it’s just a thought. a sketch. a few moments of piano. lost.
i recorded eight voice-memo recordings in the studio this morning. all based on the word “lost”. they varied in length; the shortest was 9 seconds, the longest 7:22. i discarded all of them and just kept the first :51 of one version.
we had just finished reading an op ed that was infinitely disturbing and equally heartwrenching. an article about the united states, it painted a picture of a country lost in itself, untethered from its values, far from moored to its former strength and viability, unattached to its potential of community, of empathy, of oneness.
even just yesterday we listened to two accounts of persons who had been tested more than once for covid-19. with differing results each time, it has us wondering how we might be able to halt the pandemic wave that continues to threaten when we cannot obtain test results that are accurate or consistent. where are we really in this upsurgence? this is no little skirmish.
everything is different right now. we sat safely in our kitchen yesterday and talked about the 28 million people who would be losing their homes or the place they rent as home. we talked about the crushing inability to really be with people we love. we talked about the lack of jobs available. we talked about unemployment numbers. we talked about pressure. we talked about economics and finances. we talked about almost 160,000 people who had died from coronavirus. we talked about life insurance.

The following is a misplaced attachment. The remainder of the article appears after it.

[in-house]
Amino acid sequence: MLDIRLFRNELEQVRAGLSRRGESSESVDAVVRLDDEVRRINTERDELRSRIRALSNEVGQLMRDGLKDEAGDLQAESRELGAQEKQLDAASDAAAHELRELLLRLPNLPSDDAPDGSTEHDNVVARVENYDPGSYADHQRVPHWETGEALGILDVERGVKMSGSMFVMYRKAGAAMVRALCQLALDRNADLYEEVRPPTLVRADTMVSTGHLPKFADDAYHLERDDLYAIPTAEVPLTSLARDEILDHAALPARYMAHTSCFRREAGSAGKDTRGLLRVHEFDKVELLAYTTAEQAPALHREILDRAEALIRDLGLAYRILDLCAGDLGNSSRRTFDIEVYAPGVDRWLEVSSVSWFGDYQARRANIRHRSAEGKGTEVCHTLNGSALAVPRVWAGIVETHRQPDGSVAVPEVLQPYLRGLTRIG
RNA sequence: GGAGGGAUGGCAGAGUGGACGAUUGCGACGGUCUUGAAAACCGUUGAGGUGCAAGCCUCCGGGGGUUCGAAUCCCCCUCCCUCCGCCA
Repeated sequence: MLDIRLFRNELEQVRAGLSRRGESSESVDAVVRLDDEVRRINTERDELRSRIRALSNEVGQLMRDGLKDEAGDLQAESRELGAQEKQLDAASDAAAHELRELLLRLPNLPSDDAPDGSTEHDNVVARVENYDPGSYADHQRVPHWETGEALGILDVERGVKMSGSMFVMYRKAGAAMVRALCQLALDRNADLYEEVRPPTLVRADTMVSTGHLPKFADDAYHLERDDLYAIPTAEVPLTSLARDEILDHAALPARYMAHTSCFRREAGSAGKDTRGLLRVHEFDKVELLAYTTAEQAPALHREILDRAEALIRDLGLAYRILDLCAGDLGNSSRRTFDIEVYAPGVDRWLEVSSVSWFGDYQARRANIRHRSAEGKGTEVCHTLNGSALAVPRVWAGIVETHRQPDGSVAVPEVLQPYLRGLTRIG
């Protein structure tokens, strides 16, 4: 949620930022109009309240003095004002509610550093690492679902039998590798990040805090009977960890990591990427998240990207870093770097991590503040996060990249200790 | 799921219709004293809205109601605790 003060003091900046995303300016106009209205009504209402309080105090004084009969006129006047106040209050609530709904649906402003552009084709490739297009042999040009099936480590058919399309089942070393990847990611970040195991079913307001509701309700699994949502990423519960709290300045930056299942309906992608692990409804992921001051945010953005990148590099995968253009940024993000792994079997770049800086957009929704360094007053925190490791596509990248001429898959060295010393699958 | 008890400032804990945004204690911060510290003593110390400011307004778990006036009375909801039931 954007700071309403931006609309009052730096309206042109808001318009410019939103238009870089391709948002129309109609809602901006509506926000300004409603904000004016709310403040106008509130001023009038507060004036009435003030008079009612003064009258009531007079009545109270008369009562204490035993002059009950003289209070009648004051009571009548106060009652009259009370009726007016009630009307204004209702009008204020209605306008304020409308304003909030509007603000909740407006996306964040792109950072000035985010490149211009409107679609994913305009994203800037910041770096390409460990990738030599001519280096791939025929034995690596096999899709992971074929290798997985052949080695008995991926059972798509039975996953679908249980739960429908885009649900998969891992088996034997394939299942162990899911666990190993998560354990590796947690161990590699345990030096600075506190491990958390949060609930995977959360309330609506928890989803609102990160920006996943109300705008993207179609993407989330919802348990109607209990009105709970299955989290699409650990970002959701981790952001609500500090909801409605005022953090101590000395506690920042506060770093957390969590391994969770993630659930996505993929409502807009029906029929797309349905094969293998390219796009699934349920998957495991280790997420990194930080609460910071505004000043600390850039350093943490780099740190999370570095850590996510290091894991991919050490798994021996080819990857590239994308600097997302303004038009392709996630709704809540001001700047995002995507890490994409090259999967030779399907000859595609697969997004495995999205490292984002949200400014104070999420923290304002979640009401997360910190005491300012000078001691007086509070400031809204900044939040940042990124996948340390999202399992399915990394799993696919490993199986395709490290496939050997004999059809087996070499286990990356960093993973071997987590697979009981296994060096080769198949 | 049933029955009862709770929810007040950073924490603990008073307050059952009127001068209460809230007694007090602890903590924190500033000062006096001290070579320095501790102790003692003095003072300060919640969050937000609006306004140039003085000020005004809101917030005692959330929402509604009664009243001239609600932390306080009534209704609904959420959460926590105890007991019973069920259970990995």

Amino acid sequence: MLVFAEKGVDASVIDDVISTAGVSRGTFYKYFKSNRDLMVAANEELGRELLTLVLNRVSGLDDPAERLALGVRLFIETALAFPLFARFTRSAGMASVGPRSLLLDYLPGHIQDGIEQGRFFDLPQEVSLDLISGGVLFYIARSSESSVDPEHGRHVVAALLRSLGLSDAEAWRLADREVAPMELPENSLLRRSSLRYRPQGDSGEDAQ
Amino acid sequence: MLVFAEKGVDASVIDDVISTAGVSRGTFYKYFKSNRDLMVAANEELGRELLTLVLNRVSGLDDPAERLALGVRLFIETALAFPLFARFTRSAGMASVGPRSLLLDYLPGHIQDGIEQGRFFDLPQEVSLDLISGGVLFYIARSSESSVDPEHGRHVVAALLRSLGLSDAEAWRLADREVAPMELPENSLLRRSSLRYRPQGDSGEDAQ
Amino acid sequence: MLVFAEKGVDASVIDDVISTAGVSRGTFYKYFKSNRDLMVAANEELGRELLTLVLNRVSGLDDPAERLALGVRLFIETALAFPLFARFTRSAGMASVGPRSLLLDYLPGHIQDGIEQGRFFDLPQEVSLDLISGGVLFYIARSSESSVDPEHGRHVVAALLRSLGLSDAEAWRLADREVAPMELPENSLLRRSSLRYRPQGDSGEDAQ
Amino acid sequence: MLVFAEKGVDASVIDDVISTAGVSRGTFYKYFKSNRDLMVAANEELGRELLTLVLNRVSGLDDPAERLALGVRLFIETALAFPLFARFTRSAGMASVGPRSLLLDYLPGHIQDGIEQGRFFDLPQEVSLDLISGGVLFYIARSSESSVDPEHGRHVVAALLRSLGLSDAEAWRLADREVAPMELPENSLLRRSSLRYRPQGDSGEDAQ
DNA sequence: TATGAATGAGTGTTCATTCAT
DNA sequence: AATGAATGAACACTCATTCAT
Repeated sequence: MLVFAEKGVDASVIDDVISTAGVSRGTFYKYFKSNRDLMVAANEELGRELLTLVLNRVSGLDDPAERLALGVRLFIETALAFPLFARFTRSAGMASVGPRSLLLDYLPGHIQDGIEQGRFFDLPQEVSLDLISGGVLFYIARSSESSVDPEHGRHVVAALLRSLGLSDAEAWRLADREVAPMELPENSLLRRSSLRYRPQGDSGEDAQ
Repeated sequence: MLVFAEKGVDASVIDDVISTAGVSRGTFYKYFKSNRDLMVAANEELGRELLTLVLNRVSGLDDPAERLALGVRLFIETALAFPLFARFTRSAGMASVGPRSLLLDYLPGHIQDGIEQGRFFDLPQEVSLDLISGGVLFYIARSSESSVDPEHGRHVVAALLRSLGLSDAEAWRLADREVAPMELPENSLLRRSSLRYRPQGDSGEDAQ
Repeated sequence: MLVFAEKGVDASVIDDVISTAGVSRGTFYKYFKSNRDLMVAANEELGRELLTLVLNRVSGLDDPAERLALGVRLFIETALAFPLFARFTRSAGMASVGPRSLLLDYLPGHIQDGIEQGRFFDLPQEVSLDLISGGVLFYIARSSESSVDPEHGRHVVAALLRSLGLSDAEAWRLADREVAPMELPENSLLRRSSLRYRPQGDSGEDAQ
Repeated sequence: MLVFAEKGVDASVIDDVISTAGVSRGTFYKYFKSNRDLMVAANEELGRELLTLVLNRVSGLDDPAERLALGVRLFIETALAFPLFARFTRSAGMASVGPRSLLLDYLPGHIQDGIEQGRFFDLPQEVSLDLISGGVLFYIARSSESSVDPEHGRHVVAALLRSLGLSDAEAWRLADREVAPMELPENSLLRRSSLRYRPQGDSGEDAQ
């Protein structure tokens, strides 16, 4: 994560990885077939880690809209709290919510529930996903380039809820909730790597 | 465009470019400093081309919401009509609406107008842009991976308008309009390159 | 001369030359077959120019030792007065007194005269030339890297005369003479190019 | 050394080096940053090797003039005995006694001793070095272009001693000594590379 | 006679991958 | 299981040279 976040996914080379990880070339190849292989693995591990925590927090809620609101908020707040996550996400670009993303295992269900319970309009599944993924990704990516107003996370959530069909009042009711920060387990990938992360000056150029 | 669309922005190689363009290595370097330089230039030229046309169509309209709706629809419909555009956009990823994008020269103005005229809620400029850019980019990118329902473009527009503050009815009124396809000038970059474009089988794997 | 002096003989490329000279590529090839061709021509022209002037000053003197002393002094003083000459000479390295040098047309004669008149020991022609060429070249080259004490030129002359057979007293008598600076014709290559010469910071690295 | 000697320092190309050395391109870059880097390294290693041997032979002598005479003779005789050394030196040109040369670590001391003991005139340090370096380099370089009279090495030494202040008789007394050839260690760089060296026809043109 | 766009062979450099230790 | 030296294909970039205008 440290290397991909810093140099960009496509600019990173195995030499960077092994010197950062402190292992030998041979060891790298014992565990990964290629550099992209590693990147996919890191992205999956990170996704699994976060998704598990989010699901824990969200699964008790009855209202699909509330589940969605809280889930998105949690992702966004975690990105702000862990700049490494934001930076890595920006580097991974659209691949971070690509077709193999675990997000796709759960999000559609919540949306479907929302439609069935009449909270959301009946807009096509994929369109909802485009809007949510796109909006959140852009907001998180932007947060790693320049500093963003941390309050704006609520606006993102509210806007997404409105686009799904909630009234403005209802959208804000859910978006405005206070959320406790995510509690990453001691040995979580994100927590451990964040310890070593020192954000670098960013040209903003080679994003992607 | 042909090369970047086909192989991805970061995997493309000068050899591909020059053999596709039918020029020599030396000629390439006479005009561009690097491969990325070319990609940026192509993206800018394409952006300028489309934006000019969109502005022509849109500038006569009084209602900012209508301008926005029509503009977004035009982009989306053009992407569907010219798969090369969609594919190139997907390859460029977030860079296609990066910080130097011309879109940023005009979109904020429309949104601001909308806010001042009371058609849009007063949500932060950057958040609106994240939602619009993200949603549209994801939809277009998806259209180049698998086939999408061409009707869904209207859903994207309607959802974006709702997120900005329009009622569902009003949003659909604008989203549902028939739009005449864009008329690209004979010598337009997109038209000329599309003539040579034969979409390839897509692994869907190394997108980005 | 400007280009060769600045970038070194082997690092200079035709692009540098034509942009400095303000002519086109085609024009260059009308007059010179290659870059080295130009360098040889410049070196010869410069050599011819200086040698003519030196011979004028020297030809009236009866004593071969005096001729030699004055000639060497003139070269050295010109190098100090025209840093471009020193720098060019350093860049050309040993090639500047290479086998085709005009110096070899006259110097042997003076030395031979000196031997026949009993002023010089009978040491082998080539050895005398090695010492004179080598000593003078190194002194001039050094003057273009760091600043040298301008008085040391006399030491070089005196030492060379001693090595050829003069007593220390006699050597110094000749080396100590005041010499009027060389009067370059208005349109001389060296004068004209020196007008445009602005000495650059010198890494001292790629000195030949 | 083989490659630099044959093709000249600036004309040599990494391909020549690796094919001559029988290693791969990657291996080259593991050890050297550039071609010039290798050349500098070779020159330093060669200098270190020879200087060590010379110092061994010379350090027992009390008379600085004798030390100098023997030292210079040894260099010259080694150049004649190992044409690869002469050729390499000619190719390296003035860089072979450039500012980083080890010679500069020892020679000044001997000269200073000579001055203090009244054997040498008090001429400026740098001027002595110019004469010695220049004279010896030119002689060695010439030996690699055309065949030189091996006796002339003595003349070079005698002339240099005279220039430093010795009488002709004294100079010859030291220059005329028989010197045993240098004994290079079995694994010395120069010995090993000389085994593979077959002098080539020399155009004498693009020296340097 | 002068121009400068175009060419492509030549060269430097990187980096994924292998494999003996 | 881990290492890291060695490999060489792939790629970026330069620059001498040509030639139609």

sitting at the piano in my studio elicits mixed feelings for me. i pine for the days that the music i wrote, the music i recorded, actually made me a living, at least the times it even leaned toward making me a living. i wonder if that will ever be the case again, if it’s even possible in this online-download-time that has usurped the living of so many independent artists. i experience a sense of betrayal sitting on the bench and work hard, somewhat unsuccessfully, to overcome it.
my left hand starts. always a provider of depth and rhythm and always strong, my left hand knows how to dig in. even now. i think the word “lost”. my right hand starts to follow. and the limitation of a wrist that no longer bends beyond 20° makes me draw in my breath.
on the top of the file cabinet in the back hallway of TPAC there was a basket. in that basket was an assortment of stuff: coffee mugs, a jacket, sunglasses, readers, a set of keys. it was the “lost and found” basket.
i suppose there is a simple wisdom in “lost and found” stashes. found, as an antonym of lost, implies not forever lost. it is hopeful.
maybe, though we cannot see it, we are living in the very middle of lost and found.
©️ kerri sherwood